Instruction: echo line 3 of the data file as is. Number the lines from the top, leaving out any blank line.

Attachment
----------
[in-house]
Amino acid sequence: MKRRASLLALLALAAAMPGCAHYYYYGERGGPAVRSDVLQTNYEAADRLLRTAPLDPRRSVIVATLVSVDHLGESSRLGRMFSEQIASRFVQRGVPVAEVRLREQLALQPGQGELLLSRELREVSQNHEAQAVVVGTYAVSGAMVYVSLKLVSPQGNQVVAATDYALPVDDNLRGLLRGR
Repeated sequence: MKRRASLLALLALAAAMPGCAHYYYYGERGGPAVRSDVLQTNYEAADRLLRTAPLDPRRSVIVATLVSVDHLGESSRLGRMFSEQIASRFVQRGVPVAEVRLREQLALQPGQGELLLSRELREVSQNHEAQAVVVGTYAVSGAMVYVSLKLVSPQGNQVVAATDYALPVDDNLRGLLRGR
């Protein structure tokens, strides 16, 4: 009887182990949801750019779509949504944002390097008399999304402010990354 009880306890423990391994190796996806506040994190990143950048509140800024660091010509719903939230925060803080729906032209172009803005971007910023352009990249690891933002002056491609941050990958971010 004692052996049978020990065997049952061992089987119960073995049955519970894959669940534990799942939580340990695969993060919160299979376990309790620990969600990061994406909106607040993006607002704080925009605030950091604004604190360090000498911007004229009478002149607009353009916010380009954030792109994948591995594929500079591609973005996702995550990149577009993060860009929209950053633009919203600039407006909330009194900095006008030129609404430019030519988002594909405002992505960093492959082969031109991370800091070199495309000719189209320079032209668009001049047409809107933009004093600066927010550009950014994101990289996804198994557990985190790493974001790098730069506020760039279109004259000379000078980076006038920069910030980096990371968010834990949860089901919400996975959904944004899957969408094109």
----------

Repeated sequence: MKRRASLLALLALAAAMPGCAHYYYYGERGGPAVRSDVLQTNYEAADRLLRTAPLDPRRSVIVATLVSVDHLGESSRLGRMFSEQIASRFVQRGVPVAEVRLREQLALQPGQGELLLSRELREVSQNHEAQAVVVGTYAVSGAMVYVSLKLVSPQGNQVVAATDYALPVDDNLRGLLRGR